Alan C. Nelson, abruptly ousted this week as immigration commissioner, will continue working as a consultant to help smooth the transition for his successor, the Justice Department said Thursday.
Nelson, a holdover from the Reagan Administration who was replaced Monday as head of the Immigration and Naturalization Service, said he expected to continue working for several months as a consultant.
"There is a lot going on the last eight years that needs to be packaged for the new commissioner," said Nelson, commissioner since 1981.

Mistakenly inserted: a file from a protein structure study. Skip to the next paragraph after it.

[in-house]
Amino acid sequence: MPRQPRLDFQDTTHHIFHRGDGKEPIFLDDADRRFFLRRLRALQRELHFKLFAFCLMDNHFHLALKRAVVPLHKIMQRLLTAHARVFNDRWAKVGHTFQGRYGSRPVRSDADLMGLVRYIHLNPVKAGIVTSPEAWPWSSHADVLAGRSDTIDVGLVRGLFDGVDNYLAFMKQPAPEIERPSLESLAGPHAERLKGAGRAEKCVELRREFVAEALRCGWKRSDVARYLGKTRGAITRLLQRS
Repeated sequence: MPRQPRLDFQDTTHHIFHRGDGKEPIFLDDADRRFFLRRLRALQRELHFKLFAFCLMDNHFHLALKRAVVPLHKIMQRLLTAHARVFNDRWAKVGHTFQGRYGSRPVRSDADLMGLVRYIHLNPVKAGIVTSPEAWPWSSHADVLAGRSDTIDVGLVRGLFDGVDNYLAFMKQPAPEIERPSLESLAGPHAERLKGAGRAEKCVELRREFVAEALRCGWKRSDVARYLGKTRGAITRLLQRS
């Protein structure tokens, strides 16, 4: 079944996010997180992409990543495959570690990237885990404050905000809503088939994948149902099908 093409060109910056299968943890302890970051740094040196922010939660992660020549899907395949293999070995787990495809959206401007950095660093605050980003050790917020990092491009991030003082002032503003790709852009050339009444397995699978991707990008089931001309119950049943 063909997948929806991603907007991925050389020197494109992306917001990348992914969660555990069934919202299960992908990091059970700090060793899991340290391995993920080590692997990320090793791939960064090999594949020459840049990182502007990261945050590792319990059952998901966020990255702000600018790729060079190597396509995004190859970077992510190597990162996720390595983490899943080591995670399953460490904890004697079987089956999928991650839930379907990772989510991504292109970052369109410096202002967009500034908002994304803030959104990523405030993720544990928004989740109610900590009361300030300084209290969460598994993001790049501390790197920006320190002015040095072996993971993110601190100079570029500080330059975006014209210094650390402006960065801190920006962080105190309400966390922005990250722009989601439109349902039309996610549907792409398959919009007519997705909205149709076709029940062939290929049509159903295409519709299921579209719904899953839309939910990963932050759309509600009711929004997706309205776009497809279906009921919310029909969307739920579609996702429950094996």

Nelson said he would be paid the top consulting rate of $284.50 per day, the equivalent of an annual salary of $73,970. As commissioner, Nelson earned $80,700.
Nelson said he expects to work "on a relatively short-term basis. That could be three months or so."
Justice Department spokesman David Runkel confirmed that Nelson would remain as a consultant.
Nelson, criticized earlier this year in an audit of INS ordered by Atty. Gen. Dick Thornburgh, was replaced Monday by Deputy INS Commissioner James L. Buck as acting commissioner until a permanent replacement for Nelson is nominated by President Bush and confirmed by the Senate.
Gene McNary, chief executive of St. Louis County, Mo., is expected to be nominated to the INS job.